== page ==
CLI variables

With dnscontrol you can pass variables from CLI into your dnsconfig.js. This gives you the opportunity to run different code when a value is passed.

1. Passing variables

To pass a variable from CLI, just use the parameter -v key=value of the commands preview or push.

Example: dnscontrol push -v testKey=testValue

This would pass the variable with the name testKey and the value of testValue to dnsconfig.js

2. Define defaults

If you want to define some default values, that are used when no variable is passed from CLI, you can do this with the following function:

CLI_DEFAULTS({
  'testValue': 'defaultValue'
});

You need to define this defaults just once in your dnsconfig.js. Define the defaults before using it.

Please keep in mind, if there is no default value and you do not pass a variable, but you are using it in your dnsconfig.js it will fail!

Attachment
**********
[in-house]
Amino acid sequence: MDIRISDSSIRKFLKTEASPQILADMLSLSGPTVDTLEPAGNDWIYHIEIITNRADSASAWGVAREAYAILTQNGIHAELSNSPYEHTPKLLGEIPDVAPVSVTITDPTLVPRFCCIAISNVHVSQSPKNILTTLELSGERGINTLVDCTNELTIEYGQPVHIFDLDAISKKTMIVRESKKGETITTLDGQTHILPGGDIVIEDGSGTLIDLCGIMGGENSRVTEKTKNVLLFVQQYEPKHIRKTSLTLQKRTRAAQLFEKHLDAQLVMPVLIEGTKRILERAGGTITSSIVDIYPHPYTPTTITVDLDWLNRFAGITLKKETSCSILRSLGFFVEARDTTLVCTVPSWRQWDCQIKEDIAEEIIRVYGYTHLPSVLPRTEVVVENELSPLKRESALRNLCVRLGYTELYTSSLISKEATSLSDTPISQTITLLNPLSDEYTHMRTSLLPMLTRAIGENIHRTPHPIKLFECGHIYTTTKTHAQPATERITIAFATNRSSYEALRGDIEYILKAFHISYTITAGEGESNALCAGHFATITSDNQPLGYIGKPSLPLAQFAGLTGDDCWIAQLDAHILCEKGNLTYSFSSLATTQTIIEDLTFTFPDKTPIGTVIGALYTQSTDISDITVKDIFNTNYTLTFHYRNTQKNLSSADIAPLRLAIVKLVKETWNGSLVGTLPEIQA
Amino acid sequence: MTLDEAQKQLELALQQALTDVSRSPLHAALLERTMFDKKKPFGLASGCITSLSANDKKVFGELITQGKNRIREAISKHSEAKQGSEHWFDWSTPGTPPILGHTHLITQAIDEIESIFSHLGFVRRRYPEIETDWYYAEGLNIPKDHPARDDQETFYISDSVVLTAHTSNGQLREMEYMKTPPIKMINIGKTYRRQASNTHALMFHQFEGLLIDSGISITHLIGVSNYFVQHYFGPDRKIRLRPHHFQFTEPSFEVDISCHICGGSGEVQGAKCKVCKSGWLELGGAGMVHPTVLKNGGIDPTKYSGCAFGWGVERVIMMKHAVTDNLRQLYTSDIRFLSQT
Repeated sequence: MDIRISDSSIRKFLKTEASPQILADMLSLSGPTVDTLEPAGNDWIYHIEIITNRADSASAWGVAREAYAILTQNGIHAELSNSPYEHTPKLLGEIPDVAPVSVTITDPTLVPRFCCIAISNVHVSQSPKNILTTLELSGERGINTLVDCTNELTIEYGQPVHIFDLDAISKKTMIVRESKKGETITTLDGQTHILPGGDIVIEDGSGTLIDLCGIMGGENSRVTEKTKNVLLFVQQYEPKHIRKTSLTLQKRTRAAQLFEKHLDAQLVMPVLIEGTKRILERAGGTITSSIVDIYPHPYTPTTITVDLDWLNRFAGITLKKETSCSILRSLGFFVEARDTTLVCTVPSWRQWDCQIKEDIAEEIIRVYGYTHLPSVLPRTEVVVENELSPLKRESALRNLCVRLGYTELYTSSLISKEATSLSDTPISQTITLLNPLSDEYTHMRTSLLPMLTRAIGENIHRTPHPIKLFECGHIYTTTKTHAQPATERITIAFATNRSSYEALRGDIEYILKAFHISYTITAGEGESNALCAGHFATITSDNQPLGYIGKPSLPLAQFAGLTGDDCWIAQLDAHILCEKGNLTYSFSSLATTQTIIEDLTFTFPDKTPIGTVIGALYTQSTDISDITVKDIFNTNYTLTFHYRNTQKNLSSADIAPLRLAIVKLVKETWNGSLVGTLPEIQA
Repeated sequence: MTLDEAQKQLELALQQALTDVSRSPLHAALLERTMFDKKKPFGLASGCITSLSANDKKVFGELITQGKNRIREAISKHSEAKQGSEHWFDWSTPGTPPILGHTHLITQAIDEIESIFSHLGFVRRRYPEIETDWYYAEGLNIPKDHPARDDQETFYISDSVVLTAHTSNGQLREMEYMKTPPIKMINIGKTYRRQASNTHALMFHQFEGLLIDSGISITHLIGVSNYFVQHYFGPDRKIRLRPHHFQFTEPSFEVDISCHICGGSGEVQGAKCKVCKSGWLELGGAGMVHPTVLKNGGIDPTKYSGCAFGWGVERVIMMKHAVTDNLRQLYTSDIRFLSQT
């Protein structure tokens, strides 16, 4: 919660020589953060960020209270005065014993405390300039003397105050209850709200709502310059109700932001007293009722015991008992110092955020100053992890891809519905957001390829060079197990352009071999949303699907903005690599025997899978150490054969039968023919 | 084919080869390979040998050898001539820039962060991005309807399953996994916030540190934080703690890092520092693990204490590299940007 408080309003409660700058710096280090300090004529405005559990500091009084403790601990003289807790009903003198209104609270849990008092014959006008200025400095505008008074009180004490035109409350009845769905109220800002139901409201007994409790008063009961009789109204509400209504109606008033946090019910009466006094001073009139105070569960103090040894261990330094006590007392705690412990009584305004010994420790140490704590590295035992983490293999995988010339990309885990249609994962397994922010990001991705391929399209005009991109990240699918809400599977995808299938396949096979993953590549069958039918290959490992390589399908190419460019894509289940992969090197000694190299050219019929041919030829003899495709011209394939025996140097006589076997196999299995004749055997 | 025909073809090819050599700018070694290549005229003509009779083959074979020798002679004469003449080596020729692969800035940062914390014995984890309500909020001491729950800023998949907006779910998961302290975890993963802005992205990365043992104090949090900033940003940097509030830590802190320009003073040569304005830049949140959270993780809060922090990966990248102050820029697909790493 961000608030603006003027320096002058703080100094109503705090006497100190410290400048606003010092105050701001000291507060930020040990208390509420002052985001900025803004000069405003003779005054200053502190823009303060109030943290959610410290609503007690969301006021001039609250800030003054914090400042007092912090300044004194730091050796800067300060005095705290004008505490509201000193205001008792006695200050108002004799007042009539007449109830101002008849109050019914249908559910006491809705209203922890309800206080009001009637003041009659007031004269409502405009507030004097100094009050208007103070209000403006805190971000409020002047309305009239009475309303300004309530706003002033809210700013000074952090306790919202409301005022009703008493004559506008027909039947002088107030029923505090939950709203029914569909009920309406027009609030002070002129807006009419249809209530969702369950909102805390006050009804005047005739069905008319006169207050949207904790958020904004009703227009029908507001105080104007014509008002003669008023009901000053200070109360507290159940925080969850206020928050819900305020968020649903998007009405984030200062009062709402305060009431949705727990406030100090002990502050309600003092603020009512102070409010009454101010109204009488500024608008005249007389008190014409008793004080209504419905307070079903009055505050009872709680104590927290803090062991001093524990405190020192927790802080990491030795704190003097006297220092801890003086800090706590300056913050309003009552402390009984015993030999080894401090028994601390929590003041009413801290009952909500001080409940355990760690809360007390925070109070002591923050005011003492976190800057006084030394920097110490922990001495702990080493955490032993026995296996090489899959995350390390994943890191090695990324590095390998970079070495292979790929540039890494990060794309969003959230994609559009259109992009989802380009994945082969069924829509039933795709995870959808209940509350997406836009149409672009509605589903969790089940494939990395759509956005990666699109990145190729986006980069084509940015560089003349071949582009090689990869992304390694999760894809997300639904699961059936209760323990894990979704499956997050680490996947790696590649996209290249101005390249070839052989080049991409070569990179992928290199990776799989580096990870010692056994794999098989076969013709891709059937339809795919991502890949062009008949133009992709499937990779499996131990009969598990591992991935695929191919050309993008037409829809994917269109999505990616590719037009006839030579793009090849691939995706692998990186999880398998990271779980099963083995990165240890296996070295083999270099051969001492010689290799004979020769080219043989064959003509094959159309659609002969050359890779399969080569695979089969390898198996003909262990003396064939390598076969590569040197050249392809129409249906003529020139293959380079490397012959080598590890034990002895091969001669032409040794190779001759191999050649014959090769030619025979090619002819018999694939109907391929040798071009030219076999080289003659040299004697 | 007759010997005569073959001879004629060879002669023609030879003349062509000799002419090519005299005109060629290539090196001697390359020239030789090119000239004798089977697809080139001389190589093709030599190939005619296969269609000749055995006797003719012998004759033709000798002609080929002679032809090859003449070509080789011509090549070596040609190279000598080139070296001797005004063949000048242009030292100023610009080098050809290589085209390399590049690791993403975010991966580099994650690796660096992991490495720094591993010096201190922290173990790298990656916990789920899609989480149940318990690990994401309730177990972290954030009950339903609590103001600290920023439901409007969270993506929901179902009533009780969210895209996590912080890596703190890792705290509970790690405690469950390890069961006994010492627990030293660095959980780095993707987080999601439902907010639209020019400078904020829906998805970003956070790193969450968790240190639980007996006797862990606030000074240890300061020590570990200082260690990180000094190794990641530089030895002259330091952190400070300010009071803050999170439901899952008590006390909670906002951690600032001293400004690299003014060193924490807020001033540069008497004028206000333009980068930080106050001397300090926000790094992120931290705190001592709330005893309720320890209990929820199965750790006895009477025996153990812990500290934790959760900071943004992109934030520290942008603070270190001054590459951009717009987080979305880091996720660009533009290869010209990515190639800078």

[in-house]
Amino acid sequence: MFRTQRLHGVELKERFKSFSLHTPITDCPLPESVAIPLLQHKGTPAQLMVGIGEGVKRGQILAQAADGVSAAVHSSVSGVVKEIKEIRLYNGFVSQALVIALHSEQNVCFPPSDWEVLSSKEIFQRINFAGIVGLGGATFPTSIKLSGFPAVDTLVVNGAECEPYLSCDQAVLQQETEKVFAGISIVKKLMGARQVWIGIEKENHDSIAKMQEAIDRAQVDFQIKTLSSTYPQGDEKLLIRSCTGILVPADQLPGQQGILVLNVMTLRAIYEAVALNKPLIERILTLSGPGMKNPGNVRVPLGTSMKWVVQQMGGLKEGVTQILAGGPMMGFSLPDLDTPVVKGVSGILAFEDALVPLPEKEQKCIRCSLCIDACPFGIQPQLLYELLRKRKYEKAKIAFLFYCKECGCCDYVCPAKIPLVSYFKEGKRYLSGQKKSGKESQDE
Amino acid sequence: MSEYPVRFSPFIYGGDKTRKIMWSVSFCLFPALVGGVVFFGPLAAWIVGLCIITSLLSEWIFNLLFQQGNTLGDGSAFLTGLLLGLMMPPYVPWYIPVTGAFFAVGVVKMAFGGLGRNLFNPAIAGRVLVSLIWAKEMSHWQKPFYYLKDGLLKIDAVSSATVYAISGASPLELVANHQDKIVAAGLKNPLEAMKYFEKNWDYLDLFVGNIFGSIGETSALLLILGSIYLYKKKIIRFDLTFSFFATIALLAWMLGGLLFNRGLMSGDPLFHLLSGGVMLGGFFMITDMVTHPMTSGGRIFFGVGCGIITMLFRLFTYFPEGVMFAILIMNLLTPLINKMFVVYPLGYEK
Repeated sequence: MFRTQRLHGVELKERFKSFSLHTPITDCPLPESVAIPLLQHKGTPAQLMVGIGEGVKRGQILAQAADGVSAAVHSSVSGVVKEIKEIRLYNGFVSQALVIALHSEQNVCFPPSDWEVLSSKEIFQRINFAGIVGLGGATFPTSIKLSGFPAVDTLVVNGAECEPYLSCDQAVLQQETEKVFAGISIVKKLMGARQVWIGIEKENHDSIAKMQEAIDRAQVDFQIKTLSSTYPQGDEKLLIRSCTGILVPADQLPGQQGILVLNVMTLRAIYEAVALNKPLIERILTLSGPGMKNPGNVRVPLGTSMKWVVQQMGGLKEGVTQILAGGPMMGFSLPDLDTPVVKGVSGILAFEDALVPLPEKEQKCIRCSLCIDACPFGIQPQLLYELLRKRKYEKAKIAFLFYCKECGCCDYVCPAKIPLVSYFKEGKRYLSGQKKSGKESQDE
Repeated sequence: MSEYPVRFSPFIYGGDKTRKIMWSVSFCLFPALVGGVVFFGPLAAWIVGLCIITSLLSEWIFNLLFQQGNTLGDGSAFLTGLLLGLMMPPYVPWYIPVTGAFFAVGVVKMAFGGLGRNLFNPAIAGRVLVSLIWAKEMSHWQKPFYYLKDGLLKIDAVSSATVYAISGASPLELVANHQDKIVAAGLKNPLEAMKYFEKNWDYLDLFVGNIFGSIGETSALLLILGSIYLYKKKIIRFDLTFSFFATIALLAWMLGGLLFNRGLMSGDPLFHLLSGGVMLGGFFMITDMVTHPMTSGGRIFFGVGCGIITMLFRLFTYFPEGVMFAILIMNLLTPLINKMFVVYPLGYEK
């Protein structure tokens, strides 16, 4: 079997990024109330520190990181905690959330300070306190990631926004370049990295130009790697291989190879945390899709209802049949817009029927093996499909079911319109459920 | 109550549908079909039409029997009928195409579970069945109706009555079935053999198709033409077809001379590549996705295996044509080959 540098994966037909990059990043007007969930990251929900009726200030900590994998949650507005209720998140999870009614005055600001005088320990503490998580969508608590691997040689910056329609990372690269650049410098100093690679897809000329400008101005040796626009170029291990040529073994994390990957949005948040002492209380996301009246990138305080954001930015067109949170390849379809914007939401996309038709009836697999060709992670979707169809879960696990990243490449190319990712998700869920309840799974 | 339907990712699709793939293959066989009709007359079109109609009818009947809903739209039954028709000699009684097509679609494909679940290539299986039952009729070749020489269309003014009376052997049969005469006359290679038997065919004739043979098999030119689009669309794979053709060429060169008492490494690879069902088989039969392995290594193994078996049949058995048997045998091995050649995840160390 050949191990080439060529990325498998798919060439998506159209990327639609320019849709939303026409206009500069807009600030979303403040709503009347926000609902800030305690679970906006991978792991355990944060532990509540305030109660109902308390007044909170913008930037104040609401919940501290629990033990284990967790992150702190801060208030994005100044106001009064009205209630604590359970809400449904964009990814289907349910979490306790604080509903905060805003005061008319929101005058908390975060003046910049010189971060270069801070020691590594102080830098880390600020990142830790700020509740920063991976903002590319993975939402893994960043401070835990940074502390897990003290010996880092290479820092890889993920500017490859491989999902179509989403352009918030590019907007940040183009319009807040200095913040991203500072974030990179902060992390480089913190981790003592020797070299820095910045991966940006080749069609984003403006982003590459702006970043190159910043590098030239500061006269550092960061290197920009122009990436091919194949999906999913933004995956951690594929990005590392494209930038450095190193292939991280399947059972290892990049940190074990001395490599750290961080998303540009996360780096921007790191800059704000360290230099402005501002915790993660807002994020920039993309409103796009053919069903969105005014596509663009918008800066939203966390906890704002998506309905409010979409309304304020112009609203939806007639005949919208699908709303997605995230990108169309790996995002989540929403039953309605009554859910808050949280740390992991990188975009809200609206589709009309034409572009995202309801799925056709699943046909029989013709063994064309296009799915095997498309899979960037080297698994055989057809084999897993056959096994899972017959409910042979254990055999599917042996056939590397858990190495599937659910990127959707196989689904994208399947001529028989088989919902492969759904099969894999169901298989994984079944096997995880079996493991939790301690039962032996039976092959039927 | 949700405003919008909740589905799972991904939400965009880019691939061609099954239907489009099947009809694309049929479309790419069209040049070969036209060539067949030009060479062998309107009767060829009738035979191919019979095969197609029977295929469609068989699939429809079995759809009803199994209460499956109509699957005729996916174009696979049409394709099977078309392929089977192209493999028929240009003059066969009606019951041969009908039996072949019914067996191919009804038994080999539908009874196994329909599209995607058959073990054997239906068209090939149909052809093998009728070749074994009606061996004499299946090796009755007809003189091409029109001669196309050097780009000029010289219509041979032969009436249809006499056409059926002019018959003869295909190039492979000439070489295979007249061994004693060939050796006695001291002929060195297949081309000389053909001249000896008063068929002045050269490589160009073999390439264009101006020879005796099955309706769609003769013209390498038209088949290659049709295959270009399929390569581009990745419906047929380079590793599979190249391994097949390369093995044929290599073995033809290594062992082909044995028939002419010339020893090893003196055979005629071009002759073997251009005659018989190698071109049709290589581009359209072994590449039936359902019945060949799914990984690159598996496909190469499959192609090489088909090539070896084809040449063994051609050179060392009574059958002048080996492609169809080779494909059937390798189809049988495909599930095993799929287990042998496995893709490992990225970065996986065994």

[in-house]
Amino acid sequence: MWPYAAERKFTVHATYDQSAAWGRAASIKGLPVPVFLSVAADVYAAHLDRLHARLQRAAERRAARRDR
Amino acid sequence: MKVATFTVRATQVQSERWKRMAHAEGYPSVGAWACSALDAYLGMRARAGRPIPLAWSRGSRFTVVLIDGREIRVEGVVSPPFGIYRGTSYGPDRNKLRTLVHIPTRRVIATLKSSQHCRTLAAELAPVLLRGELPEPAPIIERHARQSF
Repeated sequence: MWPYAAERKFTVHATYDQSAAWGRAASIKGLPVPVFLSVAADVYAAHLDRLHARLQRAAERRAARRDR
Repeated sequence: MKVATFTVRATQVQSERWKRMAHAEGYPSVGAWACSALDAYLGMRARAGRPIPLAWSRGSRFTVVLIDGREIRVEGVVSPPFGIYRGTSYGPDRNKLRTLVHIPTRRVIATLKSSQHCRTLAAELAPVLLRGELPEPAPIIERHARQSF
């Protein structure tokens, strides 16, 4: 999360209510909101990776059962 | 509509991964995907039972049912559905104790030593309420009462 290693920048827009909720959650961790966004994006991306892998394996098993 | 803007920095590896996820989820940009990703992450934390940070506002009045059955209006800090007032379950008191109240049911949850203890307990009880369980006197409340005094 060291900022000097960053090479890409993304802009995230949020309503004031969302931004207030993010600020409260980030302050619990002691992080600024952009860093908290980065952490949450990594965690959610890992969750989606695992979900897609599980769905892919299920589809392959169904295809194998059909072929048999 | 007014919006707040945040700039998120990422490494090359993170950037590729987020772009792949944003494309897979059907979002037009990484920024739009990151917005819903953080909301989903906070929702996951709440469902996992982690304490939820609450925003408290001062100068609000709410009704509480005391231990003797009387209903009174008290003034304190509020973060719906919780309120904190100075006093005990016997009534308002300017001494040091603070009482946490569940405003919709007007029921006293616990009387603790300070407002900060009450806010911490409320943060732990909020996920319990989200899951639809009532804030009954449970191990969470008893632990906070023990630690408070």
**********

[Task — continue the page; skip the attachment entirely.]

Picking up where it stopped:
3. Use cases

See some use cases for CLI variables.

Different IPs for internal/external DNS

CLI_DEFAULTS({
  'cliServer': 'external'
});
if (this.view == "internal") {
    var host01 = "192.168.0.16";
    var host02 = "192.168.0.17";
} else {
    var host01 = "10.0.0.16";
    var host02 = "10.0.0.17";
}

D("example.org", registrar, DnsProvider(public), DnsProvider(bind),
  A('sitea', host01, TTL(1800)),
  A('siteb', host01, TTL(1800)),
  A('sitec', host02, TTL(1800)),
  A('sited', host02, TTL(1800))
);

Running dnscontrol push -v view=internal would generate the zone for your internal dns.

Just running dnscontrol push would generate the zone for your external dns.

So you can use the same zone for external and internal resolution and there is no need to duplicate it.

ProTip

The cli variables functionality permits you to create very complex and sophisticated configurations, but you shouldn’t. Be nice to the next person that edits the file, who may not be as expert as yourself.